I am far more “hetro” than “mono”
I am no more either West or East
Yet a product of both and more
I am Pentecostal and Catholic
Yet can we really be otherwise?
With my whole body
I praise the Lord
Speaking in tongues
Yet love doing so
Through well written litanies.
On the earth I am a stranger
A migrant and foreigner
Yet building altars
On the way
The reasons I am preferentially pro-migrant, pro-refugee, pro-racial minority, pro-cultural/racial diversity, pro-whole world, and very anti-nationalist spirit—
Is that I’ve lived almost half life abroad from my homeland,
Have experienced what it means to be a racial minority,
And am part of a cross-national/racial/cultural marriage.
I thus detest xenophobia (“fear of strangers”) in all its forms.
The Bible characters I thus identify most with, are people like
Abraham, Moses, Ruth, Ezekiel, and the apostle Paul.
Like them, I have lived in tents,
Walked the desert paths,
And built altars in many foreign lands.
So the biblical metaphors that describe me are those of
The biblical practices I value most are
Breaking bread with others,
And embracing otherness.
Yet I believe—
All these themes describe what Christian faith is all about:
Learning to enjoy, learn, and receive from one another,
The many tongues of Pentecost.
This is the mystery of the Gospel:
That we who are different and many, learn through the Spirit of fellowship—
How to embrace one another as one new humanity, on the way to new creation.
Perhaps for me, the most formative Pentecostal theologian on me remains, Walter Hollenweger, father of the modern critical Pentecostal theological tradition, and early articulator of the Pentecostal giftedness towards “oral theology and liturgy.” Hollenweger was also a poet. One of my favourite pieces from him, is the “Prayer of the Frog.” For the frog is an “in-between” creature: home in two worlds, yet not fully belonging to either world. Both worlds function as a liminal threshold— to somewhere else, a place better than either, yet built on the best of both worlds.
“Prayer of the Frog,” by Walter Hollenweger.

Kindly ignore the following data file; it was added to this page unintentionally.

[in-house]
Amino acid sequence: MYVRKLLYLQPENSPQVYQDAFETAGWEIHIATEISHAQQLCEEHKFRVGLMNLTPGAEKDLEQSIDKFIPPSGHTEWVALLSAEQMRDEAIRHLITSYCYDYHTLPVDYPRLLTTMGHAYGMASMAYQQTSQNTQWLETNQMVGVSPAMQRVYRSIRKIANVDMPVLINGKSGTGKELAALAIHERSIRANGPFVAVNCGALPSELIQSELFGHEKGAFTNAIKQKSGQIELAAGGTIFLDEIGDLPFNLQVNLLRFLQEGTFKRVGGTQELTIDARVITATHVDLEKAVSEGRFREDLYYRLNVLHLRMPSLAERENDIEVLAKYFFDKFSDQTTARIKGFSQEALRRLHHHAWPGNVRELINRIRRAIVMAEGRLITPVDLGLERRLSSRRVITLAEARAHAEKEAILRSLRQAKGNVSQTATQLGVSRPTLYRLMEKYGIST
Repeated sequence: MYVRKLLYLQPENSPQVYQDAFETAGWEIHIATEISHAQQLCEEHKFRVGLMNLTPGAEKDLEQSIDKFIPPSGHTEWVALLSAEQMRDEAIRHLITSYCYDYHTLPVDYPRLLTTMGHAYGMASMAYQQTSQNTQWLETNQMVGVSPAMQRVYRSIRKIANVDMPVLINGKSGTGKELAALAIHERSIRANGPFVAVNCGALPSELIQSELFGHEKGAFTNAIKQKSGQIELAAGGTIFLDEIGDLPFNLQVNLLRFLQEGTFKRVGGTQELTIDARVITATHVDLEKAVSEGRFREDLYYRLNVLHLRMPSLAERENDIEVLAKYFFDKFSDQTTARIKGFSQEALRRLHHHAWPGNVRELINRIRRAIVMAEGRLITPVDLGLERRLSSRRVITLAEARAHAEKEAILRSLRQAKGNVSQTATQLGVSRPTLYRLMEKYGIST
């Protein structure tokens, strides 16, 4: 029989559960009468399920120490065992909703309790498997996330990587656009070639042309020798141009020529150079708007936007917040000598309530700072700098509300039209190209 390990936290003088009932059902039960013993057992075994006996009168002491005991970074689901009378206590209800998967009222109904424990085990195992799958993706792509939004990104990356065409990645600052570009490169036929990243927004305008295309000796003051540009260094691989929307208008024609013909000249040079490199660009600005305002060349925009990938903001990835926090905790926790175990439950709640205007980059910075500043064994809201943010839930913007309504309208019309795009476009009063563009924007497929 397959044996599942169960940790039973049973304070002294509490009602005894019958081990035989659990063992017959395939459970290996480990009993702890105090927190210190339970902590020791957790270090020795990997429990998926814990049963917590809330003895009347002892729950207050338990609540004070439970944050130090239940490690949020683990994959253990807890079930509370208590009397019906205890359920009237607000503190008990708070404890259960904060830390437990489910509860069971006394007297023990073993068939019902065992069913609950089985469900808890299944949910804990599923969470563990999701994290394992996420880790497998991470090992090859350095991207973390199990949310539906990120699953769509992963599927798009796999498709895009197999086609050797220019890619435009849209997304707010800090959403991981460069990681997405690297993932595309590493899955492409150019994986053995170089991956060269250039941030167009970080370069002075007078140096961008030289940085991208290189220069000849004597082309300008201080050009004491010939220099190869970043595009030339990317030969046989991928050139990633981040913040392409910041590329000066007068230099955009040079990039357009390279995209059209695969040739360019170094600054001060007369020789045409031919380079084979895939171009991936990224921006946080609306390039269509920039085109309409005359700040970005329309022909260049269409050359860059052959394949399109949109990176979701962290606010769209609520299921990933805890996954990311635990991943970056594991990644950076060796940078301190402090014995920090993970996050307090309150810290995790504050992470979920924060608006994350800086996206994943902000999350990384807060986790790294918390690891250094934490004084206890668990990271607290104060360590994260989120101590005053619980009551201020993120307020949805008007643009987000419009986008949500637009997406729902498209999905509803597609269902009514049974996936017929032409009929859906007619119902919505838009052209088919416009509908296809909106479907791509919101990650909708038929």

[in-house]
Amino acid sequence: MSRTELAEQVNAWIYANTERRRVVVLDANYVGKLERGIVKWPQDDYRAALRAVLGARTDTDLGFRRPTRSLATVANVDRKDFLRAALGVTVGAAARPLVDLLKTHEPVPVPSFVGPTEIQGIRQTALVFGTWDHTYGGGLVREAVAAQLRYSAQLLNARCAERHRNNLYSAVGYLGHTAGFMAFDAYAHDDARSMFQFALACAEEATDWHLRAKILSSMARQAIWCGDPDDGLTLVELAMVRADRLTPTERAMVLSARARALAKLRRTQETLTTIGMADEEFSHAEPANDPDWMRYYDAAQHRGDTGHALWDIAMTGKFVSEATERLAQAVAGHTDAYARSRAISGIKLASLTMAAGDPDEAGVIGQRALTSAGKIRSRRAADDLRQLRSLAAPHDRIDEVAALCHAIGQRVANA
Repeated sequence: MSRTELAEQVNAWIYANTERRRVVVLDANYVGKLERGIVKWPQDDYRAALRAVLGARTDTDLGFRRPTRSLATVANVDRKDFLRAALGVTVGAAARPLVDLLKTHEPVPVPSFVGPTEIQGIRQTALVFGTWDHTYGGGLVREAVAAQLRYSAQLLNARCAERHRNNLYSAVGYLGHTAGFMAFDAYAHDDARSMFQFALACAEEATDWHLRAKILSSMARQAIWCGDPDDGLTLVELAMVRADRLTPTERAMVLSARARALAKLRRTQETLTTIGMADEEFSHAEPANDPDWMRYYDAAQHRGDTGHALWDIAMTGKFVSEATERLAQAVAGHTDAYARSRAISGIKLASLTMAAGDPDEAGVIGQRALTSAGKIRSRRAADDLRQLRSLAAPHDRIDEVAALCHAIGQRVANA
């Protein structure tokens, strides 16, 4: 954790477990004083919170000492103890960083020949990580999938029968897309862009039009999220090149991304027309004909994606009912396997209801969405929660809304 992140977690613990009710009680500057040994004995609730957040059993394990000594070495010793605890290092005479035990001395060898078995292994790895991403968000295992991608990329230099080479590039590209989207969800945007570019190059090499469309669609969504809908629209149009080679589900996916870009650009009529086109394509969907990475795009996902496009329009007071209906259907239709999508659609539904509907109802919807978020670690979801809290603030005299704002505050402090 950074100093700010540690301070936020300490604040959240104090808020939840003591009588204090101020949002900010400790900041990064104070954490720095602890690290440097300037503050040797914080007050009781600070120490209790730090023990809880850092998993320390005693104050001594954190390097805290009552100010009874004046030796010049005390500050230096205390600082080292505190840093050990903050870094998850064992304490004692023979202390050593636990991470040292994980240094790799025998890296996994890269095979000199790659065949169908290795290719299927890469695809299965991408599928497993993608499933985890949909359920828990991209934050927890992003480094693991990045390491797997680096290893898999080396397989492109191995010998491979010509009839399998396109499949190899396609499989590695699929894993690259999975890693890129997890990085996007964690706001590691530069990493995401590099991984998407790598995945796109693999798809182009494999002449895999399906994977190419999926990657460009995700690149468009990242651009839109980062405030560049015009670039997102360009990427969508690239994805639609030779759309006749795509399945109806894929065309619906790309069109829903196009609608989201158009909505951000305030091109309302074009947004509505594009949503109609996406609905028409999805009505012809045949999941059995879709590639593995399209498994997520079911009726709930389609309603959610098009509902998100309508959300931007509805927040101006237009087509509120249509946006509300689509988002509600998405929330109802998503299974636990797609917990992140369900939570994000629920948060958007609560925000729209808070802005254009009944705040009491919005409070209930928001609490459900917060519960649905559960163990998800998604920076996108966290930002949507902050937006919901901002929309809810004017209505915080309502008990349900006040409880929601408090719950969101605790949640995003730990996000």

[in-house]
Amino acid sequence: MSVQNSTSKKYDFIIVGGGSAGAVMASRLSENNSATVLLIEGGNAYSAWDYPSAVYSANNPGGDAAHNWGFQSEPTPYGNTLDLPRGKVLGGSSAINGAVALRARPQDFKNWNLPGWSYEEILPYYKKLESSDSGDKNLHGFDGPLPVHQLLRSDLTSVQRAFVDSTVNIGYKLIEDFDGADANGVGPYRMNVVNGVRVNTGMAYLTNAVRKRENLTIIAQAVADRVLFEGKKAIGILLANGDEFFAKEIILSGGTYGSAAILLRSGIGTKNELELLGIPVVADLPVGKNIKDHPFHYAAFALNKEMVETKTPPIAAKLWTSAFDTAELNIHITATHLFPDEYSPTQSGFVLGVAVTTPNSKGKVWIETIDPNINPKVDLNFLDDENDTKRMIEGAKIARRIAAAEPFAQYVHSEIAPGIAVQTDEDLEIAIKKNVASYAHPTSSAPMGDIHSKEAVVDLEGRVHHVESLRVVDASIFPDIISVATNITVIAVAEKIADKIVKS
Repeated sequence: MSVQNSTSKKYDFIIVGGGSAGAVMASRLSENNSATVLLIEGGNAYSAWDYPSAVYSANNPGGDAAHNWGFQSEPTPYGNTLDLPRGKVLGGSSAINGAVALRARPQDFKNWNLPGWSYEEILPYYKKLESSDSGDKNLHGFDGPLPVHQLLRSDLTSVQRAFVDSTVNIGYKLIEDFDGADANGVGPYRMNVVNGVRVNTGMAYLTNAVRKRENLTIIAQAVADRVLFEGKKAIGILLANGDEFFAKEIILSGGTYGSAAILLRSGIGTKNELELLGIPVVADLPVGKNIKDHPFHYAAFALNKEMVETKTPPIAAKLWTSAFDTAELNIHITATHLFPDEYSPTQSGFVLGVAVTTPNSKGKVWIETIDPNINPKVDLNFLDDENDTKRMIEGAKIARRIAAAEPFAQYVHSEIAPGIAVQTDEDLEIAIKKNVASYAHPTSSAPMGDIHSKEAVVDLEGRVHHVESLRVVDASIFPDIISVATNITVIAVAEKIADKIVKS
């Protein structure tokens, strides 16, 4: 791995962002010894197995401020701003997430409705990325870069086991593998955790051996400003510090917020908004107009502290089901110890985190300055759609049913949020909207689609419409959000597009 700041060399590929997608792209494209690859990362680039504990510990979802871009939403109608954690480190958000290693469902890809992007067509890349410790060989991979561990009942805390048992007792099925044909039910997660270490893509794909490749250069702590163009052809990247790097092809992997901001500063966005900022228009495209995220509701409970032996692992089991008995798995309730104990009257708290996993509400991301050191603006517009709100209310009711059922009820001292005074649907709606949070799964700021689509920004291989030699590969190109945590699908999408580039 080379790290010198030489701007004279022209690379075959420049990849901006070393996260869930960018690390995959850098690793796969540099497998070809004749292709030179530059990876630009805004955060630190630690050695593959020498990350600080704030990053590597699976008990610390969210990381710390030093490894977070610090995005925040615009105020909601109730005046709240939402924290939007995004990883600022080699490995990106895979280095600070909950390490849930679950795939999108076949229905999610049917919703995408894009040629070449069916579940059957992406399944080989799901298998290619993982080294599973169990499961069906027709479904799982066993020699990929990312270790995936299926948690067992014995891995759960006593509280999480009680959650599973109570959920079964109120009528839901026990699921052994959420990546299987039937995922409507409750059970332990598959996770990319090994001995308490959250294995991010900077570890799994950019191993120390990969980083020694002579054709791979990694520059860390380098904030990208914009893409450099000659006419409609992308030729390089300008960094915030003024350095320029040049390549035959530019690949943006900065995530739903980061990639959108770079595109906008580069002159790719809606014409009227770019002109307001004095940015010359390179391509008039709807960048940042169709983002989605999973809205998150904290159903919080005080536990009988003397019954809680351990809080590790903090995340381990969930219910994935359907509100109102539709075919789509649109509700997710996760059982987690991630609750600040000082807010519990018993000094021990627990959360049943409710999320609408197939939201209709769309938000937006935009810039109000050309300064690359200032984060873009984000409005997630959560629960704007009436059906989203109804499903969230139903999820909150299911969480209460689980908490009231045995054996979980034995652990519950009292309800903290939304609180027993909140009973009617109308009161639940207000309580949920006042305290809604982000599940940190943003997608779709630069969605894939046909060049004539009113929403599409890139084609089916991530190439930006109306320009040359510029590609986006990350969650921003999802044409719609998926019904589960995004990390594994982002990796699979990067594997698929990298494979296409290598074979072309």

“Sometimes, I feel like a frog,
Happy in the waterpond—
until I run out of air and creep on land.
Happy in the fresh air,
until my skins hurts in the glaring sun and I plunge back into the water.
Why did you make me an in-between creature, neither fish nor fowl?
Why am I not a flamingo, or an eagle or a mighty roaring lion?
Just a frog?
You did not ask me whether I wanted to be a frog,
Nor whether I wanted to be at all,
Nor did my parents ask me.
So, I am, what I am, an in-between being.
When I am with the feminists they call me “macho”
because I want to pray “Our Father.”
When I am with the pacifists they call me a war-monger
because I do not believe that the abolishment of the Swiss Army serves world peace.
When I am with the military they call me a pacifist
because I find it a scandal how we treat the conscientious objectors.
When I am with the Christians, they say I am not a Christian
because I find many of their convictions superfluous.
When I am with the Non-Christians the say I am a Christian
because I believe in Jesus Christ.
When I am with the progressives they say I am conservative
because I do not know how to re-organize world trade justly.
When I am with the rich people they say I am a leftist
because I expect them to share their riches.
When I am with the Catholics they say that I am a Protestant
because I do not believe in the infallibility of the pope.
When I am with the Protestants they say I am a Catholic
because I like the Catholic liturgy.
When I am with the Ecumenists they say that I am a Pentecostal
because I would like to see more of the Spirit in the ecumenical movement.
When I am with the Pentecostals they say I am an ecumenist
because I am convinced that they need the ecumenical movement.
When I am with the critical exegetes they call me “pious”
because God sometimes speaks to me in Scripture.
When I with the uncritical Bible readers they say that I do not believe in the Bible
because I do not accept their facile interpretations.
O God, you alone know what I am.
Help me to believe that this is enough.
You made me an in-between being so that I can be an evangelist.
But God it is a tough job.
Sometimes I am confused and terrified.
Strengthen my faith so that I am
A cheerful in-between creature, a happy frog.
From Pentecostalism: Origins and Developments Worldwide (1997).